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2.1 Green Snail, Turbo marmoratus


Phylum - Mollusca

Class - Gastropoda

Subclass - Prosobranchia

Order - Archaeogastropoda

Family - Turbinidae

Genus - Turbo

Species - marmoratus

2.1.1 Distribution

Green snail distribution ranges from Western Indian Ocean localities of Kenya, Tanzania, and the Seychelles to Western Pacific and Southeast Asian countries like Indonesia, Malaysia, Philippines, and upward to the Ryukyus and the South Pacific Islands of Vanuatu, Solomon Islands, and Papua New Guinea (Figure 1). Vanuatu is the eastern-most limit of the species distribution. Introduction of green snail to other Pacific Island countries such as Tonga and Tahiti has been successful, and this has increased the distribution range of the species eastward. However the new localities cannot be included as natural distribution range for green snail.

Figure 1

Figure 1. Distribution of green snail
(Arrow shows transplantation of green snail Turbo marmoratus to islands in the West-tropical pacific. The sriped area is the natural habitat of green snail (Kikutani, 1998))

2.1.2 Habitat

Green snail Turbo marmoratus is a tropical coral reef-dwelling species. Juvenile green snails from 2–6 cm shell height (“SH”) inhabit the coral reef tidal zone, although sub-adults and adults are found in deeper waters of reef margin areas 5 to 25 meters deep (Yamaguchi, 1993). Movement from shallower to deeper water varies with the size, which is a survival strategy adopted by the species. Juvenile green snail inhabit small holes and crevices made by burrowing sea urchin, Echinometra mathaei, while adults stay in large holes and on shelves during the daytime (Yamaguchi and Kikutani, 1989) and emerge to feed at night.

2.1.3 Reproduction

The sexes of the green snail are separate, and gametes of both sexes are released into the water column. Green snails were estimated to be sexually mature at their natural reef habitat at about 110–120 mm SH (Devambez, 1961, Kikutani, personal communication). At the Sopu hatchery in Tonga, sexually mature sizes of hatchery-produced individuals are smaller, from 70–90 mm SH. In higher latitudes, green snail appears to breed only in the summer months when the water temperature is higher, but in lower latitudes, mature animals breed repeatedly throughout the year (Yamaguchi, 1993). Fecundity increases with size, but has been estimated at up to 7 million eggs in a 2-kg female snail. Unlike trochus, the egg of green snail does not possess a jelly layer.

The spawned eggs are slightly heavier than sea water but are kept suspended by current movement and are likely to be easily dispersed. The eggs hatch into trochophore larvae and the larvae go through veliger stages before settling on the substrate. In the hatchery this process is completed after three to four days depending on water temperature (Yamaguchi, 1993). Settling juveniles go through a series of morphological stages before reaching adult-like morphology six months after fertilisation. Growth of green snail varies at different localities, but they tend to reach around 2–3 cm at 12 months of age and become sexually mature at 3–4 years of age (Yamaguchi, 1989). The life cycle is illustrated in Figure 2.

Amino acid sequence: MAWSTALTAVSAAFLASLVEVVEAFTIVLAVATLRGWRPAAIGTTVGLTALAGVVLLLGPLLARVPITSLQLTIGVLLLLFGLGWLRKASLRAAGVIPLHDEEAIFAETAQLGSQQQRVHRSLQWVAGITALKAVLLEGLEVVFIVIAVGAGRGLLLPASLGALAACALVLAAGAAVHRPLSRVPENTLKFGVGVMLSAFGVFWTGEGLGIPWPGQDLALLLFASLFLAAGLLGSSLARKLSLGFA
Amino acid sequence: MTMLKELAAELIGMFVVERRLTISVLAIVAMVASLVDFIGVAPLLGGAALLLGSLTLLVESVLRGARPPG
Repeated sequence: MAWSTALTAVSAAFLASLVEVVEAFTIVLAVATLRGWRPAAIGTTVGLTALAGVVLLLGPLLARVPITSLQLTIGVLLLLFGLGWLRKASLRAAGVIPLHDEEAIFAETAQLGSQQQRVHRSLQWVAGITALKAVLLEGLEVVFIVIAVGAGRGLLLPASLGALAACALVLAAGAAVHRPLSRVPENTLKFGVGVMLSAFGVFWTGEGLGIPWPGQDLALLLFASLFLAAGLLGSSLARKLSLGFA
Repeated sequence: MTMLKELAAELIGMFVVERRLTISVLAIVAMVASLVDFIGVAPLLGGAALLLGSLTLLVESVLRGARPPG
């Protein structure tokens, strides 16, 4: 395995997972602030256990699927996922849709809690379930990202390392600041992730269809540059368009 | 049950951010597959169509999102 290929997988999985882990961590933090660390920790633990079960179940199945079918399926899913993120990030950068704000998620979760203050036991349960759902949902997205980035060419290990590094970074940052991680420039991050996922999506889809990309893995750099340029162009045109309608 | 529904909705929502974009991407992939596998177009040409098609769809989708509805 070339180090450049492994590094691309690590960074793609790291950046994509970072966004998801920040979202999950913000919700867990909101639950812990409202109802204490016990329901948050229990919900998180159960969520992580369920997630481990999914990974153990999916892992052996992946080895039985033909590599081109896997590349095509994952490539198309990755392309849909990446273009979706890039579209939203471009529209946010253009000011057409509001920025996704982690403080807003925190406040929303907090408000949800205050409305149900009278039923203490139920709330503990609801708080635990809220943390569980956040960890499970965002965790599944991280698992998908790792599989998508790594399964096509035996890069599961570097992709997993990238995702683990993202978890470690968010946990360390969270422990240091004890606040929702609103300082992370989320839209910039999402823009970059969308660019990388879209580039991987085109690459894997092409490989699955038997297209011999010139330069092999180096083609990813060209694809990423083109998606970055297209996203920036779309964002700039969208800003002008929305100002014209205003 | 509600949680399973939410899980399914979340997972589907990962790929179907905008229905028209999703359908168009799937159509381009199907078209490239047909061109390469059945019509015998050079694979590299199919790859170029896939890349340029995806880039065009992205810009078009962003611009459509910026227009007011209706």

2.1.4 Feeding

Green snail adults are nocturnal, hiding by day and emerging at night to feed. The larvae and early juveniles feed on microalgae such as diatom. Large juveniles and adults feed on red algae Gracilaria, Hypnea and Echeuma, but laboratory experiments showed that their most favoured food is red algae Gelidium, which grows on substrate as short turfs (Yamaguchi, 1995).

2.1.5 Predators

Predation experiments of green snail juveniles in the laboratory revealed that many carnivorous animals such as flat worms, crabs, mantis shrimps, carnivorous gastropods, octopuses and fishes preyed on juvenile green snails (Yamaguchi, 1988). There is not much information on the natural predators of juveniles and adults at this stage; however, Kikutani's personal observation at Tokunoshima Island reveals that juvenile green snail were attacked by Horse conches Pleuroploca spp. and Ceramic vase shell Vasum ceramicum in the daytime, land adult green snails were preyed upon by a hermit crab Dardanus sp. at night.

Figure 2

Figure 2. Life cycle of the green snail Turbo marmoratus

2.1.6 Sex determination

Sex determination of live green snails is now possible without any special apparatus (Kikutani et. al. 1994). The genital papillae, (or right kidney opening, “RKO”) of both male and female snails can be observed externally, when their soft bodies are extended outward. If the observer faces the shell aperture and holds it above eye level, the tip of the organ appears clearly against the inner shell wall on the left side of the animal. This time consuming method can be speeded up by stimulating the snail applying running seawater into the shell cavity. The female organ is broad, bean shaped and long, while the male's is tubular and long, as seen in Figure 3. Both male and female organs are pale white/yellow.